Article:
Food & Drink
I'm Chris - or Christopher - or Mr. Dean - or Master Christopher - or just plain Sir. I'm a self-professed foodie. I love to cook and I take great pleasure in all things edible. My husband and I are relatively new to Portland, Oregon and are enjoying our culinary explorations of the area!
Food is NOT just fuel!
Food is NOT just fuel!
Tuesday, September 20, 2011
I was flipping through Mario Batali's book "Molto Italiano" and found myself quite intrigued by his recipe for a stuffed meatloaf. Stuffed meatloaf is not uncommon in our house - keith makes a really nice one that is stuffed with...well, stuffing! Because of the bread stuffing inside it does tend to be quite dense, but still delicious. This recipe caught my eye because of WHAT is inside the meatloaf, namely carrots, spinach, prosciutto and cheese. Well, doesn't that sound amazing?
It's also quite a fun thing to prepare. There's a lot of work but nothing too difficult. The same pot of boiling water is used to wilt the spinach and cook the carrots. I also served the dish with a fantastic asparagus recipe from the same book, and ended up using the same water to cook that as well. Easy enough.
My favorite part of the recipe (aside from the stuffing components) was that the meatloaf gets rolled & dusted in a mixture of breadcrumbs and flour. Once cooked, this helps form a crunchy exterior that is just fantastic! And no worries if you can't find caciocavallo cheese - I couldn't. I simply got a nice semi-soft cow's cheese (the name escapes me) and it worked just fine. The recipe also suggests you cook the meatloaf on a broiler pan. Alas, I have no broiler pan (don't get me started on broilers...I miss my gas range and the broiler...sigh). Instead I just used a deep baking dish and I laid the meatloaf right on top of the rosemary, which gave a whole other dimension of flavor!!
Stuffed Meatloaf (Polpettona Ripieno) by Mario Batali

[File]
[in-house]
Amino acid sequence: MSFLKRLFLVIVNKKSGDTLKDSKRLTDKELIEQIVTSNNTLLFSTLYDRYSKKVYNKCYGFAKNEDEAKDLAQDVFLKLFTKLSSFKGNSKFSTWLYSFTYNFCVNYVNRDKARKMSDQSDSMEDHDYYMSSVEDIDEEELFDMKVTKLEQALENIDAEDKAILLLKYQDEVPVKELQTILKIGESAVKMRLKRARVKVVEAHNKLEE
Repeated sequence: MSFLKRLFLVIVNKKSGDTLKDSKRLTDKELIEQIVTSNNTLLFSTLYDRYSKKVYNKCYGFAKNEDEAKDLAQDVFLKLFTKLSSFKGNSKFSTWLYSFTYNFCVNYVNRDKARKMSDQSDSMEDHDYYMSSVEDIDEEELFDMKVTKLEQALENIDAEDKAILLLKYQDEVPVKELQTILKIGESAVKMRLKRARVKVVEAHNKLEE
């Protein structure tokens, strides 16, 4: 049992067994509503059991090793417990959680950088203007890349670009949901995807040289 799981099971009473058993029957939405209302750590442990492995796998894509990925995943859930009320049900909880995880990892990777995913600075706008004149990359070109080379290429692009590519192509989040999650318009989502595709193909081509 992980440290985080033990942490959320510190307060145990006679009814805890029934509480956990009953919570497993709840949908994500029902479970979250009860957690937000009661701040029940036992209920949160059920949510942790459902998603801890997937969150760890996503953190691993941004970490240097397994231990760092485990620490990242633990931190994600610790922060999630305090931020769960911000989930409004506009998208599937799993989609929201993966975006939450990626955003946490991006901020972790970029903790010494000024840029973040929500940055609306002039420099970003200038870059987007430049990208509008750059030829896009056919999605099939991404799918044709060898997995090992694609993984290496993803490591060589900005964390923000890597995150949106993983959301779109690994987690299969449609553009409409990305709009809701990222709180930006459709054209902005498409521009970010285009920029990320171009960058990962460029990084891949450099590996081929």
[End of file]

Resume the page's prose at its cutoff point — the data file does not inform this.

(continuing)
1 lb. ground lean pork
1 lb. ground lean beef
2 C plus 3 Tbl. bread crumbs
1 C grated pecorino romano cheese
3 large eggs, lightly beaten
Fresh ground black pepper
8 oz. baby spinach leaves, stems removed, washed & spun dry
2 carrots, cut lengthwise into 6 slices each
3 Tbl. all-purpose flour
6 slices prosciutto di parma
6 slices caciocavallo or other semi-soft cheese
2 sprigs rosemary
1 C water
1/2 C extra virgin olive oil
In a large bowl, combine the pork, beef, 2 C of the bread crumbs, the pecorino, eggs, and salt & pepper to taste. Mix gently but thoroughly with your hands. Cover and refrigerate until needed. Preheat the oven to 400 degrees.
Bring 6 quarts of water to a boil in a large pot, and add 1 Tbl. salt. Dip the spinach leaves in the water just to wilt them; immediately remove. Add the carrots to the boiling water and cook for 10 minutes, then drain and set aside as well.
Combine the flour with the remaining 3 Tbl. bread crumbs and heavily dust a wooden board or other work surface with the mixture. Pat the meat mixture into a 1/2-inch-thick rectangle about 16 inches by 6 inches on the dusted board. Lay the spinach leaves over the meat, leaving a 1-inch border on the short sides. Lay the carrot slices over the spinach, lengthwise down the rectangle, then layer the prosciutto and caciocavallo over the carrots. Starting from the long side, roll the meat up into a jelly roll, making it as compact as possible; it should be about 16 inches long. Dust the outside with flour.
Place the loaf on a rack in a broiler pan. Put the rosemary under the rack and pour the water into the pan. Pour the olive oil down the length of the loaf. Bake for 1 hour, or until the loaf reaches an internal temperature of 165 degrees F.
Transfer the loaf to a cutting board. Pour the pan juices into a saucepan and bring to a boil. Season with salt and pepper to taste. Slice the meat loaf into 1-inch-thick slices and arrange on warmed plates. Drizzle with the sauce, and serve.